Great job brother.
Great job brother.
Three words. My entire universe revolved around hearing that. Knowing I had conquered yet another challenge the trail had given us.
I would simply say thank you.
I felt like that exchange happened a million times. And it always felt the same. Amazing.
Joel had never paced anyone in an Ultra.
I’m willing to bet a large amount of money, he did his homework and entered this experience with as much knowledge as he could unearth. He found clever ways to motivate me. Things that really made a difference.
He shared splits with me, which I usually don’t care about in this race but it made me feel like I was moving better than I thought I was. It was magic. Because I would suddenly feel better.
Numbers don’t lie.
At ultras everyone says you look great. I believe a corpse could be dropped at an aid station and it would get a few you look greats before someone realized it was a dead body. But that’s what makes the ultra community so amazing. The positivity and support are like nothing else.
Positivity and support. Joel was exuding it.
When we were entering an aid station he would ask me what I wanted and then quickly get there before me and have it ready when I arrived. Joel wanted to keep us moving, efficiently, with no wasted time or movement.
I deeply appreciated that calm urgency because at that point you can start to give in to comfort. At this point in the program anything is more comfortable than running or hiking those hills. I deeply appreciated even in the moment, in that blizzard, how he managed my movement.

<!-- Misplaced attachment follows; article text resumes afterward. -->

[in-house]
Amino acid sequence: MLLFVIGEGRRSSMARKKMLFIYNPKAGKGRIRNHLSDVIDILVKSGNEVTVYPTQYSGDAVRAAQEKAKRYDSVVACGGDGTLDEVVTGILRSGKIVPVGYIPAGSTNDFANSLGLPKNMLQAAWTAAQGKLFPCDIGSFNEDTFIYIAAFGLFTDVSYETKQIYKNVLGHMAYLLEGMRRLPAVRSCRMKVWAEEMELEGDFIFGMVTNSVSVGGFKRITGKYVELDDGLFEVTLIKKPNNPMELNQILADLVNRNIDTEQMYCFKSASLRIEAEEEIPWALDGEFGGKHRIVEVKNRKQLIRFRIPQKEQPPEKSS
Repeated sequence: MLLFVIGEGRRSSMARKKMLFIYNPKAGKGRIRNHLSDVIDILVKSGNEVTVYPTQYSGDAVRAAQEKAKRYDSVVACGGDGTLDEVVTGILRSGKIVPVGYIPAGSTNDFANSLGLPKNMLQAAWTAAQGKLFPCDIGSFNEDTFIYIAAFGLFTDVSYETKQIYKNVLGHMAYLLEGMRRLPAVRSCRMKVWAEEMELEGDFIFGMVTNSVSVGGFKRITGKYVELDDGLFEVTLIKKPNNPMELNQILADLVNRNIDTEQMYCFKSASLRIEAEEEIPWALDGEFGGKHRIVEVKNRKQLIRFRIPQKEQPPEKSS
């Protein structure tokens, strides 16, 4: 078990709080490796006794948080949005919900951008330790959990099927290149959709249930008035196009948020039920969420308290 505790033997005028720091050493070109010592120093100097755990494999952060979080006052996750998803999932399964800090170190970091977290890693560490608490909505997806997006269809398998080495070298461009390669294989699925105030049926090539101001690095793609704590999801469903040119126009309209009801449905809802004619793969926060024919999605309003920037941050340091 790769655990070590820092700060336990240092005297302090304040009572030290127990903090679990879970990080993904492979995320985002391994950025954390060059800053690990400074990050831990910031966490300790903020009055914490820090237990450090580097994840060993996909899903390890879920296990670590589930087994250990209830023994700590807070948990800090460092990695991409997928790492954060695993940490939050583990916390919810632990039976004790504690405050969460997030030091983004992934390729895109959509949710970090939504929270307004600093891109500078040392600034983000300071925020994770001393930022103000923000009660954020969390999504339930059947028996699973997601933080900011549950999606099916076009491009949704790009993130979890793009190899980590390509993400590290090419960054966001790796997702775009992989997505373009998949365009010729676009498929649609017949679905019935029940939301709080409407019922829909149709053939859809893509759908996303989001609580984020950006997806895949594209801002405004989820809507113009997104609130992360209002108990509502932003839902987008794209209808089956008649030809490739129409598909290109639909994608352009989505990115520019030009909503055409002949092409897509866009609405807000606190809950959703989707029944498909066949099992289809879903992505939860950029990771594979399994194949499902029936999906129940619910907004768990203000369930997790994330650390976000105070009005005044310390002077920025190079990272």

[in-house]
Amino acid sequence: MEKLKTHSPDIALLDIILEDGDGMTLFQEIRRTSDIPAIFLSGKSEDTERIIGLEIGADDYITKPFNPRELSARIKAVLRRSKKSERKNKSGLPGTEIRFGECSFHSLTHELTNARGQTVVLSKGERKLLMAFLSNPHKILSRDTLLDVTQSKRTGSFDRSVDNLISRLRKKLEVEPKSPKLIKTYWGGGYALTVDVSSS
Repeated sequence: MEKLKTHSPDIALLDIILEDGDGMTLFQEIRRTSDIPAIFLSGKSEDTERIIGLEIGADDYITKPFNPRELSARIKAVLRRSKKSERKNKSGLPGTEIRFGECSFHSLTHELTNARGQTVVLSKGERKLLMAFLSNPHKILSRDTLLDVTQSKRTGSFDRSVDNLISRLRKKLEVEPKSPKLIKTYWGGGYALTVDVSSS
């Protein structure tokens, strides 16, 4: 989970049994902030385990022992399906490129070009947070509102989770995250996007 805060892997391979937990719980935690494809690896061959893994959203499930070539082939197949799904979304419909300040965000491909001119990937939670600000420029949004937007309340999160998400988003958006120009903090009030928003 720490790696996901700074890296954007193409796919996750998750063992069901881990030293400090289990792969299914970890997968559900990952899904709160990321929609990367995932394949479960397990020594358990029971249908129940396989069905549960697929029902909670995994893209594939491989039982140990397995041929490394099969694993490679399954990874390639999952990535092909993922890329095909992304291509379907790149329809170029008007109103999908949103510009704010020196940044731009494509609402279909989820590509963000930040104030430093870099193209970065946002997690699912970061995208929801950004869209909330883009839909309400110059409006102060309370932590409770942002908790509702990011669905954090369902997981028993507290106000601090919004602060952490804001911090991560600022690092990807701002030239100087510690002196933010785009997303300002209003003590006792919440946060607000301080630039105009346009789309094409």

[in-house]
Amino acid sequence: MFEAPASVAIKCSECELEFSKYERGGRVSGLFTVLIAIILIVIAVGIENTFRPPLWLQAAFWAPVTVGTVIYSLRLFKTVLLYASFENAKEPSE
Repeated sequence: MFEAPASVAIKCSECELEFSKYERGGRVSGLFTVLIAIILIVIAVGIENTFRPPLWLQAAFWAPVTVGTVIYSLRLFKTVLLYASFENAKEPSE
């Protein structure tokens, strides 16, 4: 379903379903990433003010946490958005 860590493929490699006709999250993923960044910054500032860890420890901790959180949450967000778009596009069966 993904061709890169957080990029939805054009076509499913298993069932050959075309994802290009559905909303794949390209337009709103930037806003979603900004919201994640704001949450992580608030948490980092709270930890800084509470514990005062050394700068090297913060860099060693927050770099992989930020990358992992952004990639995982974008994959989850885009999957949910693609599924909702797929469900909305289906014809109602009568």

He always turned to me and asked,
You want to run?
A question. Not a demand or a threat or any kind of macho tactics.
How could I say no?
I like running. So we ran.
Joel would also advise me to walk inclined sections and save energy and effort before the major climbs. He would say something and I would do it. No argument or conversation or debate. I trusted him so intensely out there because I knew he had my best interests in mind, it was so obvious. I was allowed the freedom of empty mind. I just indulged myself in the physical battle I was fighting with my body and the trail.
There is a long climb out of aid station 3 leading to the ridge.
The ridge was the home to 70 mph winds and waist deep snow drifts. I remember how much I was bracing myself for this section again. On lap 4 I went through it and didn’t even know I was there until I turned the corner and was going down Ant hill. It was just a long, slow, snow blind journey through the darkness.
When we were climbing towards that section I felt bad, emotionally. I felt bad that I dragged Joel out there. That I agreed to let him pace me. I shouldn’t have subjected him to my insanity. I did everything in my power to move as fast and efficiently as possible. I owed him that effort.
You just don’t find yourself in a situation like this very often in your life and I remember being aware of how it felt like I was watching something out of a movie. I saw Joel step knee-deep in a snowdrift and my mind would say,